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Chronic obstructive pulmonary disease (COPD)

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Chronic obstructive pulmonary disease (COPD) is a type of obstructive lung disease characterised by chronically poor airflow. COPD typically worsens over time; the main symptoms include shortness of breath, cough, and sputum production. Tobacco smoking is the most common cause of COPD, with a number of other factors such as air pollution and genetics playing a smaller role. COPD is a serious lung disease for which smoking is the biggest preventable risk factor. Smokers can often dismiss the early signs of COPD as a ‘smoker’s cough’, but if they continue smoking and the condition worsens, it can greatly impact on their quality of life. Early detection and abstinence from smoking can reduce or prevent damage to the lungs.

Facts and figures

Prevalence of COPD

For further information regarding the source of QOF prevalence data and its limitations please see the note on QOF data page.

In 2022/23 6,645 people (all ages) in the Blackpool ICB sub-location (formerly NHS Blackpool CCG) were identified as living with COPD.1 This equates to 3.7% of the population, which is significantly higher than England (1.8%). It is likely this is an under-estimate of prevalence across the authority.

Blackpool's sub-location is shown as a purple maker in figure 1, with all other sub-locations across England shown in blue. Blackpool has the highest rate of COPD in England. 

Figure 1 - COPD prevalence funnel plot analysis at sub-ICB level (2022/23 QOF)

COPD sub-icb prevalence funnel 2022_2023
Source: Quality Outcomes Framework (QOF)

Hospital activity

In the period 2013/14 to 2020/21, each year there were an average of 706 emergency admissions due to COPD for Blackpool's GP registered population (all ages). The 2020/21 rate of 208.0 (per 100,000 registered population) was 55% higher than the national rate of 133.5 per 100,000. The rate for both England and Blackpool have fallen from the 2019/20 values.2

There may be a number of reasons for this reduction in admissions: patients may have been deterred from seeking help during the pandemic, lockdown measures may have reduced exposure to pollutants and other respiratory viruses, and patients admitted to hospital may not have had COPD recorded as their primary diagnosis (for example, where the primary diagnosis was COVID-19).3

Mortality from COPD

Between 2017 and 2019 there were 405 deaths in Blackpool where COPD was the primary cause, an average of 135 deaths each year. The directly standardised mortality rate (per 100,000 population) is calculated to allow comparison between geographies of different population sizes and with different gender and age make ups. Figure 2 shows that the rate of mortality caused by COPD, is significantly higher in Blackpool (92.4 per 100,000) than the national average of 50.4 per 100,000. Please note, the three charts below cannot be updated to incorporate more recent data at present. This is due to the revised official population estimates (based on the Census 2021) not being available to recreate the mortality trends. Once these are published, the charts will be updated.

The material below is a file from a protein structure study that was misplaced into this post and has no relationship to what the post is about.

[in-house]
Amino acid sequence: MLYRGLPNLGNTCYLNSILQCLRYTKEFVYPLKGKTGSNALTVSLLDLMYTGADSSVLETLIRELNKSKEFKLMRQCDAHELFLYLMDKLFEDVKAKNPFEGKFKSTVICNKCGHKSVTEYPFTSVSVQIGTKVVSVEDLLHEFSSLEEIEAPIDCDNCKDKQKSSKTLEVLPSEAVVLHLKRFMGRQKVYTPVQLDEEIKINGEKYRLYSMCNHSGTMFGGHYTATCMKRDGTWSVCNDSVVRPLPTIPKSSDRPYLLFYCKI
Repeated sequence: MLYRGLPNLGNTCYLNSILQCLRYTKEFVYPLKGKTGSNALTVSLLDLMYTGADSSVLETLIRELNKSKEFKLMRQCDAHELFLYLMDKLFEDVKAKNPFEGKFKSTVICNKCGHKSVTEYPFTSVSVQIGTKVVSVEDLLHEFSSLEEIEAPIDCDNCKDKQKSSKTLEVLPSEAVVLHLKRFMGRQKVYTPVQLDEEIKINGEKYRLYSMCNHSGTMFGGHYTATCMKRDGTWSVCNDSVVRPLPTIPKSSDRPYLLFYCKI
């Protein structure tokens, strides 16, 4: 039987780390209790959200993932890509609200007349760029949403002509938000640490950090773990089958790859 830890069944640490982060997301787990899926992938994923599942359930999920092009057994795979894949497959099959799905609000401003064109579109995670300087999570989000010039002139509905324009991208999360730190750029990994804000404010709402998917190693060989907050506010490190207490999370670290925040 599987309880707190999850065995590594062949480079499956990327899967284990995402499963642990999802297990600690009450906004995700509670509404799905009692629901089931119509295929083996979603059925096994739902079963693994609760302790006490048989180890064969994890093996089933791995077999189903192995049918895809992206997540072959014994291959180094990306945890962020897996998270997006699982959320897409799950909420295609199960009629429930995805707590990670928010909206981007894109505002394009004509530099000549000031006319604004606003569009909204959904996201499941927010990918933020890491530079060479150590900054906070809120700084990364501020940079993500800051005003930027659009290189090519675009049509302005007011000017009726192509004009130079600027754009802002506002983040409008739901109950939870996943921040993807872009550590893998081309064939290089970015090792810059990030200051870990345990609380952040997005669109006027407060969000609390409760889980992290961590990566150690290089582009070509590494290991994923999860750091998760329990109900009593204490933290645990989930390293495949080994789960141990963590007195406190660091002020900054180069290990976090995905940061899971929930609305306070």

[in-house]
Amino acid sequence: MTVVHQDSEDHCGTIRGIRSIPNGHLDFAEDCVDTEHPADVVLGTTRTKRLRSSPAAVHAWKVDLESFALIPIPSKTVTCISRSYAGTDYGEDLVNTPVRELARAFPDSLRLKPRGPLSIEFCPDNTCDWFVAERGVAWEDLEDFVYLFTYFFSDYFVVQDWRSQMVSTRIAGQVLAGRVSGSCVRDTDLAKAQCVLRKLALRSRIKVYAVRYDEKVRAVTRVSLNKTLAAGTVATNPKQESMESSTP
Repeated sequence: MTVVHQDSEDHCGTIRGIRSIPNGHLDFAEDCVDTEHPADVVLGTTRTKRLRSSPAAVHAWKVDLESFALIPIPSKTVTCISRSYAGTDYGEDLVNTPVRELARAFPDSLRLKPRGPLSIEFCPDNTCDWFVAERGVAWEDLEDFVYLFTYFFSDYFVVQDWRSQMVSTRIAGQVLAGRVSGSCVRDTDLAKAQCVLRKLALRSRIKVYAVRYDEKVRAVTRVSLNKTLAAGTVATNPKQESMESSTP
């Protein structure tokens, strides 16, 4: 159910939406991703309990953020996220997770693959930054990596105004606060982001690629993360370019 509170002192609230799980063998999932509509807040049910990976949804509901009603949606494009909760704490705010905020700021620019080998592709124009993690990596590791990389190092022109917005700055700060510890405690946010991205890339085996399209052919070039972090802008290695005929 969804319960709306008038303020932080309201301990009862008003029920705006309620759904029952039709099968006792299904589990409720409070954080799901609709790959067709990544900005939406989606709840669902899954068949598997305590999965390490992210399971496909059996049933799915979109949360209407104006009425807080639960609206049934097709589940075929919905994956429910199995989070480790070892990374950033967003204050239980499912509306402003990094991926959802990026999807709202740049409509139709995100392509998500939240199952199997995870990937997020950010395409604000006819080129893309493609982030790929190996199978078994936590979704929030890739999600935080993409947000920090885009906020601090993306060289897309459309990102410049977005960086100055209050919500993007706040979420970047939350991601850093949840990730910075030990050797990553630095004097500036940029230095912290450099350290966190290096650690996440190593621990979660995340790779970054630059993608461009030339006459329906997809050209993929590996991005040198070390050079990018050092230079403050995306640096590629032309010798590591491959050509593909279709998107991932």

Figure 2 - mortality from COPD, persons, 2017-19 - lower tier local authorities

Mortality funnel shows Blackpool has a significantly higher mortality rate than the national averageSource: PHE, Local Tobacco Profiles

Figure 3 shows the annual trend in mortality from COPD, comparing Blackpool to England.4 While there is fluctuation in the Blackpool rate due to the relatively small numbers of deaths where COPD is recorded as a primary cause, the mortality rate in Blackpool has been significantly higher than the England rate over the period reported. There was an overall increasing trend in Blackpool's COPD mortality rate between 2007 and 2018, whilst the national trend was stable. In COVID-19 affected 2020 the national mortality rate fell, possibly in part due to reduced transmission of viruses and exposure to pollutants over this period. However, this is not evident at the local level, where relatively low numbers can lead to higher year-on-year variability in the data.

Figure 3 - Trend in COPD mortality 2001 to 2020 (all ages), Blackpool and England

 Trend in Mortality COPD 1yr 01to20
Source: PHE, Local Tobacco Profiles

Figure 4 shows the difference in mortality rates from COPD for males and females. It can be seen that while Blackpool does have significantly higher mortality rates than the England average, the rates are 20% to 40% higher in males than females at the local and national level.

Figure 4 - Mortality from COPD, males and females, England, the North West and Blackpool, 2017-19 (pre-Covid-19)

Mortality from COPD male female 17-19
Source: PHE, Local Tobacco Profiles

National and local strategies (current best practices)

Risk factors

Smoking is the main cause of COPD and is thought to be responsible for around 90% of cases. The lining of the airways becomes inflamed and permanently damaged by smoking and this damage cannot be reversed. Up to 25% of smokers develop COPD. Exposure to other people's smoke through passive smoking increases the risk of COPD.5

[1] Office for Health Improvement & Disparities, Respiratory Disease profile.

[2] OHID, Respiratory Disease profile.

[3] Nuffield Trust (2021) Emergency admissions for asthma and COPD during Covid-19.

[4] Annual rates are reported here because 3-year rates do not accurately show some the changes in mortality rates taking place during the Covid-19 pandemic. Because of this OHID currently only updates annual mortality statistics in its public health profiles.

[5] NHS Choices, chronic obstructive pulmonary disease.